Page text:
First Posted: 4/20/2013
Dupont Borough Council President Stanley Knick Jr. and Mayor Daniel Lello showed a sense of humor and just plain sense at the PA school borad meeting on Tuesday.
Knick said if the school district closes the Benjamin Franklin Kindergarten Center in Dupont, the borough, which sold the building to the district decades ago, would buy it back and the district could double its money. The borough sold it for $2 and would buy it back for $4.
It may not happen that the district closes the school, and if it does, it won’t happen until the summer, but Knick and Lello said if the borough reacquires the building it would consider converting the old school building into apartments for the elderly.
That’s where the good sense comes in. If that happens it will continue a trend of turning old buildings into beautiful living quarters.
It worked in Pittston, where the old Lincoln, or Pittston high school, building was converted into apartments.
And it worked in West Pittston where the old Hitchner Bakery was turned into apartments.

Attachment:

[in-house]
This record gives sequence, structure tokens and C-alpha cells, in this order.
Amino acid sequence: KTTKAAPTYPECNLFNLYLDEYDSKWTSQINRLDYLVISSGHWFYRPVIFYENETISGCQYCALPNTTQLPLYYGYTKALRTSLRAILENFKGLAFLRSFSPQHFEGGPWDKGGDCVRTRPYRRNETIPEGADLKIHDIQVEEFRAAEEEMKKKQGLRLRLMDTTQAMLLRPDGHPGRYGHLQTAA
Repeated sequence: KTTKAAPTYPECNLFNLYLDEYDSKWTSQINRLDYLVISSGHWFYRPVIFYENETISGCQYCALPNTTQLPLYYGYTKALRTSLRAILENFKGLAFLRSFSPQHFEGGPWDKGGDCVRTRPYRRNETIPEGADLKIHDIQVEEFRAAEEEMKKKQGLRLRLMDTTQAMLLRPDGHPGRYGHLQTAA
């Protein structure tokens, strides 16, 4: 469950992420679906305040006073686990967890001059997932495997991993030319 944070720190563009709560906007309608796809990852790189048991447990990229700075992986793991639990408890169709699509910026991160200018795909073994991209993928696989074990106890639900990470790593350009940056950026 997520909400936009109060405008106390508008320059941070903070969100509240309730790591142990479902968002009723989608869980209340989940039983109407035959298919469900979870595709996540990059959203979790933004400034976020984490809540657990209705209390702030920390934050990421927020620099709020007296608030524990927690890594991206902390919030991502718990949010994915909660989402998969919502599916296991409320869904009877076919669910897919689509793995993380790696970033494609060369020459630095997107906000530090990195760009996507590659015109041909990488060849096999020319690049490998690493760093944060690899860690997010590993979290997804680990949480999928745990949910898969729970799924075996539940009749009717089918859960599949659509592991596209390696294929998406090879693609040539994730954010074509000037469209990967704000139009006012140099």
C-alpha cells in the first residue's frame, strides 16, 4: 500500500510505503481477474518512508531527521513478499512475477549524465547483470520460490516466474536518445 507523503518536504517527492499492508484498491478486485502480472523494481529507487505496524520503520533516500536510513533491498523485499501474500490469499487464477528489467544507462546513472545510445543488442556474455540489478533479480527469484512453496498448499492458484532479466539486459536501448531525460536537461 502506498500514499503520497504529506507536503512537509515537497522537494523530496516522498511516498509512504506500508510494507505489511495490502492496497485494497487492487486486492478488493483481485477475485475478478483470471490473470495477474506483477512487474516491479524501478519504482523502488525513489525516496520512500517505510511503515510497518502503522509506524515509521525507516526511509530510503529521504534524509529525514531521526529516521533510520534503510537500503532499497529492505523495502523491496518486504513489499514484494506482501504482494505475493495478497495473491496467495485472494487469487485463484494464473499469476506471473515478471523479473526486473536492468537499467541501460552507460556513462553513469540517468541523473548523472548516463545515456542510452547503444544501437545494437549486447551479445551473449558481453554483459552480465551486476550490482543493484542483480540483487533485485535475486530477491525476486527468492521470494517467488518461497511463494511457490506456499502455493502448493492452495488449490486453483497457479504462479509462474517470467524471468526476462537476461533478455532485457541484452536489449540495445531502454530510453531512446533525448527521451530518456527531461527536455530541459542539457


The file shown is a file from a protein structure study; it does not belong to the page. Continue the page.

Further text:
Dupont is one heck of a progressive town and, based on their recent track record (helping with paving of the industrial park roads, stepping up with the compost site, supporting the airport traffic realignment) they will probably do a good job with whatever plans they have for Ben Franklin.
In Wyoming borough residents raised heck when the borough imposed a sewer fee. They packed a council meeting and one after another complained bitterly. Some said the incumbent council and mayor would pay at the ballot box.
But then when the time came nobody challenged the incumbents. Three council seats and the mayoral seat are unopposed in the primary
Same deal in West Pittston where many residents were angry over sewer construction costs and flood response and where all the incumbents whose seats are up in this cycle are unopposed.
Now, we’re not saying the councils and mayors should be voted out in those towns, in fact we believe they did what they had to do, we’re just illustrating that even where residents have issues with their elected officials, nobody wants to run.
And look at the Luzerne County Council ballot. When the council was created by the home rule charter, 59 candidates ran for the 11 seats. This cycle, there are 12 running.
We’re not offering a solution, or saying there has to be one, we just wonder why so few want to run.